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(If you do happen to be American, and unmarried, and can put up with my terrible puns, please get in touch)

Succeeding my stint in Las Vegas was a three-day drive to a suburb of Austin, Texas, where I would have an unexpected, life-changing experience.

First, however, came the rather impressive Hoover Damn, the rather historic Route 66, the rather deep Meteor Crater, and the rather frightening storm I hid from in my hotel room in Amarillo (yes, I found the way).

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But perhaps the biggest thing I will take from my drive from Vegas to Austin, via Gallup and Amarillo, is the sheer size of the country. The best example of the enormity of the USA came on the third day, driving from Amarillo to Austin. Eight hours of driving, stopping only to fill up the car and myself, and all I covered was around half of one of the fifty States. Granted, it’s the second biggest one (behind Alaska, although don’t mention that to a Texan), but if you have a look at a map of the country, and see how close together the two towns appear to be, you can get an idea of just how big America is – and I wasn’t even held in traffic for any of the journey.

Texas, like the wind farms inside it, just keeps going, and going, and going, and going, and eventually I got to the Southwestern suburb of Austin where I was due to meet Morgan, a friend I’ve met in London a few times over the past few years.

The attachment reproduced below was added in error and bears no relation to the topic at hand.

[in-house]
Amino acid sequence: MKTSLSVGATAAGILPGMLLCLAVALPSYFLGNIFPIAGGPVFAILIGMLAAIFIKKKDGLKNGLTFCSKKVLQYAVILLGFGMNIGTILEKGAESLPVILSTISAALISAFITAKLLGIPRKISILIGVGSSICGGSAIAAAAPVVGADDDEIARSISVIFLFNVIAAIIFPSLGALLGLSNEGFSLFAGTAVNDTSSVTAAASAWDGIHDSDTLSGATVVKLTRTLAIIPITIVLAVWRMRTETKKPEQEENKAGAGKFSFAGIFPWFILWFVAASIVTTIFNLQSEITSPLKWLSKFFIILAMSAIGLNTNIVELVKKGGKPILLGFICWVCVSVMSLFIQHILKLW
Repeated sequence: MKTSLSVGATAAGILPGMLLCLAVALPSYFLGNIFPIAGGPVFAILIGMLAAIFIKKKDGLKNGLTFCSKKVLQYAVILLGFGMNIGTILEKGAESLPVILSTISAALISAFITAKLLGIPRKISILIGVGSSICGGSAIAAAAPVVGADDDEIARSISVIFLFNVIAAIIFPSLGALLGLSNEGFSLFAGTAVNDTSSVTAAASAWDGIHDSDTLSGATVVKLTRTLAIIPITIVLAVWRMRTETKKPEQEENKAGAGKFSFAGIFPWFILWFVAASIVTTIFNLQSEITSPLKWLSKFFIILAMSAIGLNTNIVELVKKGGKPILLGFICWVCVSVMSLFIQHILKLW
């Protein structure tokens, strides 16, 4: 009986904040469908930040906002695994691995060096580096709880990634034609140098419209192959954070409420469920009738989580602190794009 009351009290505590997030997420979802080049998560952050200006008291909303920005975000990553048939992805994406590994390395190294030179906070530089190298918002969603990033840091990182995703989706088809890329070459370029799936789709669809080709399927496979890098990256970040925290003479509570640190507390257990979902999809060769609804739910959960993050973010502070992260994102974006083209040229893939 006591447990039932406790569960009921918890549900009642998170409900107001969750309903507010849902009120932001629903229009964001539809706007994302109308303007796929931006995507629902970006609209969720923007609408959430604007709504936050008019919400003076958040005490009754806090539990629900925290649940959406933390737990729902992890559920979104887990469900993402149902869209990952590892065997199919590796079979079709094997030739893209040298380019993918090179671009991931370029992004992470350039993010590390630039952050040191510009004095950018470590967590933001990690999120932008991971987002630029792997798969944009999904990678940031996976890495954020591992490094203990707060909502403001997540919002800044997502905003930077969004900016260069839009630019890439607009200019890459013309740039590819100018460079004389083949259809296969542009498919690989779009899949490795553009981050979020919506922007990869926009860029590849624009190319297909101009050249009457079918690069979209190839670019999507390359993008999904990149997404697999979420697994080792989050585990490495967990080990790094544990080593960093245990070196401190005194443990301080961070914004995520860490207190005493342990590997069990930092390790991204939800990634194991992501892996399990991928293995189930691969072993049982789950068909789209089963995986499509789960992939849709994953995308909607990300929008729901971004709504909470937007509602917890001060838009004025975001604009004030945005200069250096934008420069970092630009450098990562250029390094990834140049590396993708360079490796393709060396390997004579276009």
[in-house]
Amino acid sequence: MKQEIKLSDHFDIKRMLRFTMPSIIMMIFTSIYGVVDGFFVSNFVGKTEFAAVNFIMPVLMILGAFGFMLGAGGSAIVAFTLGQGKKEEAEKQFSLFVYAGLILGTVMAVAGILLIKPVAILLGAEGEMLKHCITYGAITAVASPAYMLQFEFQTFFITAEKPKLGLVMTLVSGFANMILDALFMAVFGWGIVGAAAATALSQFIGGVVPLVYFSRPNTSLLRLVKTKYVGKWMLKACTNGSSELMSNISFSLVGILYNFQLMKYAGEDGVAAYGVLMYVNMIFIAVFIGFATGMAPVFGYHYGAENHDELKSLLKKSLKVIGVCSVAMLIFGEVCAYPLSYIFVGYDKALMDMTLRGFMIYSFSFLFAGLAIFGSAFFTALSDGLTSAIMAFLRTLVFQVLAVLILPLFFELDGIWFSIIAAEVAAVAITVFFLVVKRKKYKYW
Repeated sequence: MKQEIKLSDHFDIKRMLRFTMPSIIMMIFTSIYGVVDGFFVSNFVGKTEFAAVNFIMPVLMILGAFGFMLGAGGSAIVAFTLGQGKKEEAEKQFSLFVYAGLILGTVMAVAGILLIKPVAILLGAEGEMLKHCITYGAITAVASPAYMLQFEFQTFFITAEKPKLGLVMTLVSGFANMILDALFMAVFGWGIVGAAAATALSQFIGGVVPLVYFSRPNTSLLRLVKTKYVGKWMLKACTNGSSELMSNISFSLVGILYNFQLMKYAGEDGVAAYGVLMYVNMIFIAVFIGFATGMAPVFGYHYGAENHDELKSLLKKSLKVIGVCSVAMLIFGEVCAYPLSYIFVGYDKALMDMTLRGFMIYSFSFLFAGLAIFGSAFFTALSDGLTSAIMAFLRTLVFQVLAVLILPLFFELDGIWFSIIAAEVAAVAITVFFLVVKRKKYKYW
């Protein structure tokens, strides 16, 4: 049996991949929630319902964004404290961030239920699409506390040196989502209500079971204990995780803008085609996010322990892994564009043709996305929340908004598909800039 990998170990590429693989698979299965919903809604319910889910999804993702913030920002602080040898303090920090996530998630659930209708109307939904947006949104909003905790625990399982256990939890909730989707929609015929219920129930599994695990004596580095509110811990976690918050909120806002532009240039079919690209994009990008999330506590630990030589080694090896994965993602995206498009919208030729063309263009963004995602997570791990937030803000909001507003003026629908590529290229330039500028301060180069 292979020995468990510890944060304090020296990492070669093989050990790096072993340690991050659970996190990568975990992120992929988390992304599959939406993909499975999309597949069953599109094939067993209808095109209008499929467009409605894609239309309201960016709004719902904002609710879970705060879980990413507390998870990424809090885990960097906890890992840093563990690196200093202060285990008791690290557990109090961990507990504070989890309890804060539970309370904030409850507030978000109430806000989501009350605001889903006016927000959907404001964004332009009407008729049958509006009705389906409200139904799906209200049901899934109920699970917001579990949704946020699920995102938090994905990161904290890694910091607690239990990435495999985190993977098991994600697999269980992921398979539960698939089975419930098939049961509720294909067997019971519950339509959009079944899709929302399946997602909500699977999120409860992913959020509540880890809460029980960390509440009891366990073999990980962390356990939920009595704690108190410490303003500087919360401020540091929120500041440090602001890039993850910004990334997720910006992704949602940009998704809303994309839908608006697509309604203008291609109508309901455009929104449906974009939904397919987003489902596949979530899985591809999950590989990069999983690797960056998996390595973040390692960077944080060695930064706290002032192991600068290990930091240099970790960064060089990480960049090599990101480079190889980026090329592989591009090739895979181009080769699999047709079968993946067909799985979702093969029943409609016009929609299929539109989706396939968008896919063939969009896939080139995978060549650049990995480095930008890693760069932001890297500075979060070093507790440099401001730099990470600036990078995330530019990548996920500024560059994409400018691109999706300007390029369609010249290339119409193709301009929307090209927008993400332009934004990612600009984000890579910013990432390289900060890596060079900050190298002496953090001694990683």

I say friend, because that’s what she was when I drove my Camaro up the Camaro+1inch-wide driveway. Now, however, things are a little different.

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Check out my Wonder Woman baseball cap.

I wasn’t expecting to find another partner whilst on my travels – indeed I have my hands quite full with the ones I already have – and that’s certainly not why I decided to take the Southern route through New Mexico, Texas and Missouri instead of heading up North and driving through Canada. But Morgan and I got on like a mansion on fire. In fact, we got on so well, that my few days in Austin turned into an entire week, a round of golf with her and her father (during which I was mostly shit, barring a brace of par 3’s and a chip in off the green for a birdie on a par 4), and, most tellingly, dragging her along with me for the three-day journey from Austin, through Texarkana (on the Texas/Arkansas border, geddit?), St Louis, and then a few days in Chicago.

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These newfound feelings we have for each other have taken us both completely by surprise, but suffice to say that the last twelve days have been nothing short of wonderful. We don’t know exactly what’s going to happen in the future – she’s talking about moving back to England but that’s not a certainty, and things might change between us given the time apart we’re about to endure – but what we had for that period of time was the kind of magic that made me forget all about the rest of my journey, or even how much I was looking forward to heading home soon.

Oh, there was also Chicago, I suppose I should talk about that since we stayed there for four days.

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Chicago was my second favourite city the last time I was here (behind Vegas). The lake, the skyline, my cousins Angie and Alan, an English pub, all of these things helped create another memorable experience in a city I highly recommend everyone visits. Plus there was the small contribution from a girl that I’d fallen for at the kind of pace I didn’t think I was capable of any more.